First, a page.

The Edwards-Cyrus family lost their East Vancouver home in a fire. CBC's Jennifer Chen tells how the community rallied to raise more than $18,000.
Two small children come running down the hallway as I come in through the front door. Isaiah, 4, and Zahiem, 6, are curious and full of laughter. Their mother, Fay Edwards, shoos them back into the kitchen as she invites me in.
A Christmas tree stands in the middle of the kitchen and the living room features a comfortable couch and a large-screen television. The Edwards-Cyrus family just moved in on Monday and all the furniture, the toys, the beds and even a computer has all been donated.
"A week ago I didn't know how I was going to restart my life and the community stepped up and helped...a lot," she said.
'We pretty much left with nothing'
She remembers the day of the fire very clearly.
"I was washing the dishes ... I started smelling smoke."
Edwards said she discovered the fire was coming from the closet and she tried to put it out with water. When she realized it was too late to stop it, she got out safely with her son, but there was no time to grab any of their possessions.
"Isaiah was in bare feet," she said. "I had no jacket, just leggings. We pretty much left with nothing, just the clothes we had on."
The family had just moved from Montreal and was starting out again in a new city. Isaiah and Edwards went to the hospital, where they met up with Zahiem and Edwards's fiancé, Jason Cyrus. Zahiem then asked her where they were going to live.
"I just tried to hold my tears and just still smile and tell him things will work out."
She said the City of Vancouver, Cyrus's employer, and the Red Cross put them up in a hotel, until they found a new place to stay. It took a week.
Police, students, parents pitch in
In the meantime, two officers at the Vancouver Police Department had launched a crowd-funding campaign for the family. The money started pouring in and to date the campaign has raised more than $18,000.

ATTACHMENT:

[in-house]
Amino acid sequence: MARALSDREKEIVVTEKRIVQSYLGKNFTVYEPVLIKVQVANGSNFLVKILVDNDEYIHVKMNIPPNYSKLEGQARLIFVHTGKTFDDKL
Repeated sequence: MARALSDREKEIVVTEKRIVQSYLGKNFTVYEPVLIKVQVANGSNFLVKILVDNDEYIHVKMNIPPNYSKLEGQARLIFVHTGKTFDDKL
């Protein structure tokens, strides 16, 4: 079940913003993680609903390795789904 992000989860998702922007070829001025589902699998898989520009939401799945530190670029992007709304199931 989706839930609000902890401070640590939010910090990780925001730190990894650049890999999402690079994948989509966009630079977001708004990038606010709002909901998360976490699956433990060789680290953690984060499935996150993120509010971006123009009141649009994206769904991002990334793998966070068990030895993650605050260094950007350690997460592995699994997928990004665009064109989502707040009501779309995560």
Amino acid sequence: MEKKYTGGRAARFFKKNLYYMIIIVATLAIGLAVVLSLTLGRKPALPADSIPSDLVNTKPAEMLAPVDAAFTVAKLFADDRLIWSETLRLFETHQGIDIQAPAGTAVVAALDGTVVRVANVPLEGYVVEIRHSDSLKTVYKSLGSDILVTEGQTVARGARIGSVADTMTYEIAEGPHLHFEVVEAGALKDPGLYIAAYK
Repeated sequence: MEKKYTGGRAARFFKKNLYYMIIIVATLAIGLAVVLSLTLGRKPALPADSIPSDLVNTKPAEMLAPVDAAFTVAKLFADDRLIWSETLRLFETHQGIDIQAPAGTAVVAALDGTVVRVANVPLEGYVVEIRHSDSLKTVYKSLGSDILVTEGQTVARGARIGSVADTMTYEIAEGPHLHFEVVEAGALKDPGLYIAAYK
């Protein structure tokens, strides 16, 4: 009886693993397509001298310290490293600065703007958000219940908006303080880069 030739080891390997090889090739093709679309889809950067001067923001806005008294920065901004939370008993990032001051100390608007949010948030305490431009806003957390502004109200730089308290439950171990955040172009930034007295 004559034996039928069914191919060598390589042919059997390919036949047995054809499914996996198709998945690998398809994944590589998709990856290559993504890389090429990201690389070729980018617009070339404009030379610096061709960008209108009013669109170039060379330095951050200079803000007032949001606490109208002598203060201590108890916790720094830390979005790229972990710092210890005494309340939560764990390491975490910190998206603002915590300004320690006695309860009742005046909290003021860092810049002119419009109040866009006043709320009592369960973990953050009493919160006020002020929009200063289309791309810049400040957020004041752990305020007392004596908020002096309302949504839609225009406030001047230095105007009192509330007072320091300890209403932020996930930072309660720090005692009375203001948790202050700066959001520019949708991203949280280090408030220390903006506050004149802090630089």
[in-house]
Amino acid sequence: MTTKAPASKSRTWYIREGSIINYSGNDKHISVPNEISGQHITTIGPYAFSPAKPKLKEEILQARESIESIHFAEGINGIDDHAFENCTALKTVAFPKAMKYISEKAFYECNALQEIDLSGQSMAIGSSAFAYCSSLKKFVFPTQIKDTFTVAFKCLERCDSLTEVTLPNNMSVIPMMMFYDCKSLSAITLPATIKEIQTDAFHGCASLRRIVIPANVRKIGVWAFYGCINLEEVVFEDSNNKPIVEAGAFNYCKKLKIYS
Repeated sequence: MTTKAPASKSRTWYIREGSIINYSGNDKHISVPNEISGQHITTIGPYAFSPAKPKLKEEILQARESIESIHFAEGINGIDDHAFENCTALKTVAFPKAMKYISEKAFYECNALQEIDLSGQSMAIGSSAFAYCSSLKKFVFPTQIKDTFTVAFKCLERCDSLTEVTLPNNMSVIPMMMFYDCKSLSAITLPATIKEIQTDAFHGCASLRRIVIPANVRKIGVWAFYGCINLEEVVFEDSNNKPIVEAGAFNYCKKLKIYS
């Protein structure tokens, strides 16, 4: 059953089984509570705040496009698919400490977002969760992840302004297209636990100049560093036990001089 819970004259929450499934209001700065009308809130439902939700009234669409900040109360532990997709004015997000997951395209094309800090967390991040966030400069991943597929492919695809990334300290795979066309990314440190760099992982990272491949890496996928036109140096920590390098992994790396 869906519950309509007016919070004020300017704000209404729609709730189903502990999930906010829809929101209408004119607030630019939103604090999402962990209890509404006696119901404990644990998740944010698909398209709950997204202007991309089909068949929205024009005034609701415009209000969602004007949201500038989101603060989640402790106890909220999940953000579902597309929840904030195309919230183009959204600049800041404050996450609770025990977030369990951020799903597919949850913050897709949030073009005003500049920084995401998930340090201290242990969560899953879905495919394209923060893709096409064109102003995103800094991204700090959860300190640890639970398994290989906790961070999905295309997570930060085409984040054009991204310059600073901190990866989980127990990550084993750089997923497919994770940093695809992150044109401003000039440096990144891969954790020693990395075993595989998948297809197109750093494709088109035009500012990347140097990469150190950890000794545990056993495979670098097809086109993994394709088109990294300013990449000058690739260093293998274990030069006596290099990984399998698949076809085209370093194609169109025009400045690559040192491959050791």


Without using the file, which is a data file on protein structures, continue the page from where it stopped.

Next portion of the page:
When Zahiem's school found out about the family's loss, several teachers and parents decided to try and help.
The students at Hastings Community School, where Zahiem attends class, donated some of their Lego pieces to give to Zahiem. When he showed me around his room that he shared with Isaiah, he pulled two big boxes of Lego from a large toy chest, along with a box of cars, books, and stuffed animals, that had been donated.
Sylvie Lavoie is Zahiem's teacher.
"Those children, you wouldn't believe what they brought. It was so touching," she said.
Lavoie said she was overwhelmed with the compassion from both parents and children. In one class, two kindergarten students at the school had a joint birthday party and decided to ask for donations for the Edwards-Cyrus family, in lieu of gifts.
She also started a donation box in her classroom, and managed to raise $1,600, which helped the family secure their new home. There were also yogathons and bake sales to raise money for the family.
Emma Somers' son, Gus, is friends with Zahiem and when she heard the news, she posted it on Facebook and asked friends for donations.
She said the response was immediate.
"Within hours people were coming over with bags of new clothes, gift cards. People I didn't even know."
She helped to organize cash donations as well as furniture, clothes and toys that people donated to the family.
Edwards said she feels with so much support, she now has no worries.
"All the tears I've cried, tears of joy, tears of sadness … I don't think I have tears for another couple of months. "
To find out more or to donate, you can go to www.gofundme.com/edwardscyrusfund.
Listen to the audio link: Community helps family after fire.